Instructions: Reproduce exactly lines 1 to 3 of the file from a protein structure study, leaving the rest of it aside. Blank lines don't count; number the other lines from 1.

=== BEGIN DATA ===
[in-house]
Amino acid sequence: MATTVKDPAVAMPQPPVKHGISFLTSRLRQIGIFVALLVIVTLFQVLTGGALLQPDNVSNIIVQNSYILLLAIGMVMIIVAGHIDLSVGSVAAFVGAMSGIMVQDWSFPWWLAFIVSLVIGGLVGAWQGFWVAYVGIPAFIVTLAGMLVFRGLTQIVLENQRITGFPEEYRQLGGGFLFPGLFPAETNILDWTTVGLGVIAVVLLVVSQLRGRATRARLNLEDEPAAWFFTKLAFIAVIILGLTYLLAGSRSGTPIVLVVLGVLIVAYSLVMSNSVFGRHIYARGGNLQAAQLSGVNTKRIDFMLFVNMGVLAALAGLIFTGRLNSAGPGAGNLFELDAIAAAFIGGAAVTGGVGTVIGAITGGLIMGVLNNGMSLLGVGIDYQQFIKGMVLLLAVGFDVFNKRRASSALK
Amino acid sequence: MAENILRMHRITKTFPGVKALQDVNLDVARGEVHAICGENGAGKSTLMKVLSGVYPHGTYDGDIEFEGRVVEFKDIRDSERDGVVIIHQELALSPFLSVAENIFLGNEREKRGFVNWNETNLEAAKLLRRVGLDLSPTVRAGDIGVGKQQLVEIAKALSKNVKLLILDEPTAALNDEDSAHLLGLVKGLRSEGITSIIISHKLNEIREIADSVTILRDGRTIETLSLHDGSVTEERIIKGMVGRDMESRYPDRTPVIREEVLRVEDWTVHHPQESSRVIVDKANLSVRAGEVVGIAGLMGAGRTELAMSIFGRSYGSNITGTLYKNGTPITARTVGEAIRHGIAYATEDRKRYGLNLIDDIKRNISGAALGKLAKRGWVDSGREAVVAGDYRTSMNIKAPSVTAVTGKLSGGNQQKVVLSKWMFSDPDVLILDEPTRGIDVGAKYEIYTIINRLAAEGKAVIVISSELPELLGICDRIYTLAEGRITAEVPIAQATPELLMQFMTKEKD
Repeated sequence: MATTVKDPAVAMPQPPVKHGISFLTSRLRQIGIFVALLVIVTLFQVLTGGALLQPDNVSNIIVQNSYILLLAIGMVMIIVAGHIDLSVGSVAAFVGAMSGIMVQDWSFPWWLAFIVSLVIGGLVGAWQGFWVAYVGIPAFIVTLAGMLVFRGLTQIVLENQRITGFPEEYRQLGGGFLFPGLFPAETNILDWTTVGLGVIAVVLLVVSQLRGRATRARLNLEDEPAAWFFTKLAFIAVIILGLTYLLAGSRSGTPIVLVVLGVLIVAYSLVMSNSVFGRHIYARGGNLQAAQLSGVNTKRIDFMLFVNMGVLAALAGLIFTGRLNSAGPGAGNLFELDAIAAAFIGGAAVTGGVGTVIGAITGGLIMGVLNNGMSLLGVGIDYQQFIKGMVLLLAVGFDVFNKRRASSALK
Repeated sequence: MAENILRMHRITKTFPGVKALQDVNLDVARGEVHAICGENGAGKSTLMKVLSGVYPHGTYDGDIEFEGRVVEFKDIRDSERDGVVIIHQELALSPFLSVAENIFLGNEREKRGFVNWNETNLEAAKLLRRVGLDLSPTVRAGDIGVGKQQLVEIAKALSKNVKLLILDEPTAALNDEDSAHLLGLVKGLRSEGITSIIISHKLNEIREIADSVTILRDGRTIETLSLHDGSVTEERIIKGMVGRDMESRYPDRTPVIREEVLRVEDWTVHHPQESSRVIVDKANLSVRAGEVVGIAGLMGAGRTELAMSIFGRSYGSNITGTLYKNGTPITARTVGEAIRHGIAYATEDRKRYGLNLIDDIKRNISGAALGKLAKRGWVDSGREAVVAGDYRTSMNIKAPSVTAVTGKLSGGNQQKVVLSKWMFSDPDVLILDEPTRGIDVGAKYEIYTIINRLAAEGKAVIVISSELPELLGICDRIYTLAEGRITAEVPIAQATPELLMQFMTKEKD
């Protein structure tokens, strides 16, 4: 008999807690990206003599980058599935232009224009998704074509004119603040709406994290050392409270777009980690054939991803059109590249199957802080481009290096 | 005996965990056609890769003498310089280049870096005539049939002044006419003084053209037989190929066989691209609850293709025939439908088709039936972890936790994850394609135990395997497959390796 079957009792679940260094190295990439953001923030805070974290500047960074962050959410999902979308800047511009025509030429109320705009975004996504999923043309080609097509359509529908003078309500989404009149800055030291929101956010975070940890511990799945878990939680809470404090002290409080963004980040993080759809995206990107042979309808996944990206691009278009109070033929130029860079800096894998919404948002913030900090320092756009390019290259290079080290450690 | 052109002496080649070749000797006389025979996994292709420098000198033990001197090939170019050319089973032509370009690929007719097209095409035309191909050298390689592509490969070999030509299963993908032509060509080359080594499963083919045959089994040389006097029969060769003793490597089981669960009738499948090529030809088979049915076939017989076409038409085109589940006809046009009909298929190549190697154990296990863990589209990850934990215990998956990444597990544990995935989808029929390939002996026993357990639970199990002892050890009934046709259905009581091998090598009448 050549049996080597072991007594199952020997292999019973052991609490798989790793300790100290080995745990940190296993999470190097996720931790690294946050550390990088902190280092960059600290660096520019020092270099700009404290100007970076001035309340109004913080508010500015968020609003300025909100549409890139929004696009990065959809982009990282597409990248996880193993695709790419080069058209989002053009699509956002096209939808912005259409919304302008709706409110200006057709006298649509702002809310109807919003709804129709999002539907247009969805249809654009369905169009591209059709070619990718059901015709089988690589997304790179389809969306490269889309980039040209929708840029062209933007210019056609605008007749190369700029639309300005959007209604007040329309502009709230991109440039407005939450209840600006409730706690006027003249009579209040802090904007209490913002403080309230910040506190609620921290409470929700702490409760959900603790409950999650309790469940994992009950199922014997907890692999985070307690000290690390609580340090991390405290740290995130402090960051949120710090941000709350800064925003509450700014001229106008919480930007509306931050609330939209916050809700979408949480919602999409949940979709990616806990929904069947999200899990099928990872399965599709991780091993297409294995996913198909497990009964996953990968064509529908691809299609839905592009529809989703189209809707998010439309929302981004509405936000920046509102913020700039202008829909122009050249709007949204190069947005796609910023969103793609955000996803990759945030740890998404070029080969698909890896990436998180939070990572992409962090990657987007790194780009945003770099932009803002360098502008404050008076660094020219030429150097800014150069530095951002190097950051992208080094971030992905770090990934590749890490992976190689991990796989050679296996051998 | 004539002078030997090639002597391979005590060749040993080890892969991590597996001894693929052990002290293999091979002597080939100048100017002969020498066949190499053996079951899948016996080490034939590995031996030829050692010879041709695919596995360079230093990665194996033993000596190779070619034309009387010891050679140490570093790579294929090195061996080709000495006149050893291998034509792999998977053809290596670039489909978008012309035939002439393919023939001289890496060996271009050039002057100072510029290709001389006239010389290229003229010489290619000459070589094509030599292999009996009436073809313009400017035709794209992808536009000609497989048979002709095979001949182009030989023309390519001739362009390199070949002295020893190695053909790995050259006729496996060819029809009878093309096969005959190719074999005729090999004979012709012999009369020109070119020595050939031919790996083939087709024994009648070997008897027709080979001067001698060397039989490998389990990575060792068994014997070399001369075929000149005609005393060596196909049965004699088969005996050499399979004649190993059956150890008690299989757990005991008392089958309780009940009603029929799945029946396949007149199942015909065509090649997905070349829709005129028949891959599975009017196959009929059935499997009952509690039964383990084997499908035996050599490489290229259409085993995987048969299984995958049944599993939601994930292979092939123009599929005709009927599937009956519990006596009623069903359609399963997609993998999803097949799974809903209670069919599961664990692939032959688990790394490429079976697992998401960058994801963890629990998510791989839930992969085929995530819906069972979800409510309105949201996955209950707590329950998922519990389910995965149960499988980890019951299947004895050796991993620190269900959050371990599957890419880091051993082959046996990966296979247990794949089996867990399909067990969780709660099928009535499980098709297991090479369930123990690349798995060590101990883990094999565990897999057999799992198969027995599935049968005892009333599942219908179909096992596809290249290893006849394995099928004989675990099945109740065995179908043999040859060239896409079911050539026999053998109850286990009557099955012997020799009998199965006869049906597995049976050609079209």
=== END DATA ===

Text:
[in-house]
Amino acid sequence: MATTVKDPAVAMPQPPVKHGISFLTSRLRQIGIFVALLVIVTLFQVLTGGALLQPDNVSNIIVQNSYILLLAIGMVMIIVAGHIDLSVGSVAAFVGAMSGIMVQDWSFPWWLAFIVSLVIGGLVGAWQGFWVAYVGIPAFIVTLAGMLVFRGLTQIVLENQRITGFPEEYRQLGGGFLFPGLFPAETNILDWTTVGLGVIAVVLLVVSQLRGRATRARLNLEDEPAAWFFTKLAFIAVIILGLTYLLAGSRSGTPIVLVVLGVLIVAYSLVMSNSVFGRHIYARGGNLQAAQLSGVNTKRIDFMLFVNMGVLAALAGLIFTGRLNSAGPGAGNLFELDAIAAAFIGGAAVTGGVGTVIGAITGGLIMGVLNNGMSLLGVGIDYQQFIKGMVLLLAVGFDVFNKRRASSALK
Amino acid sequence: MAENILRMHRITKTFPGVKALQDVNLDVARGEVHAICGENGAGKSTLMKVLSGVYPHGTYDGDIEFEGRVVEFKDIRDSERDGVVIIHQELALSPFLSVAENIFLGNEREKRGFVNWNETNLEAAKLLRRVGLDLSPTVRAGDIGVGKQQLVEIAKALSKNVKLLILDEPTAALNDEDSAHLLGLVKGLRSEGITSIIISHKLNEIREIADSVTILRDGRTIETLSLHDGSVTEERIIKGMVGRDMESRYPDRTPVIREEVLRVEDWTVHHPQESSRVIVDKANLSVRAGEVVGIAGLMGAGRTELAMSIFGRSYGSNITGTLYKNGTPITARTVGEAIRHGIAYATEDRKRYGLNLIDDIKRNISGAALGKLAKRGWVDSGREAVVAGDYRTSMNIKAPSVTAVTGKLSGGNQQKVVLSKWMFSDPDVLILDEPTRGIDVGAKYEIYTIINRLAAEGKAVIVISSELPELLGICDRIYTLAEGRITAEVPIAQATPELLMQFMTKEKD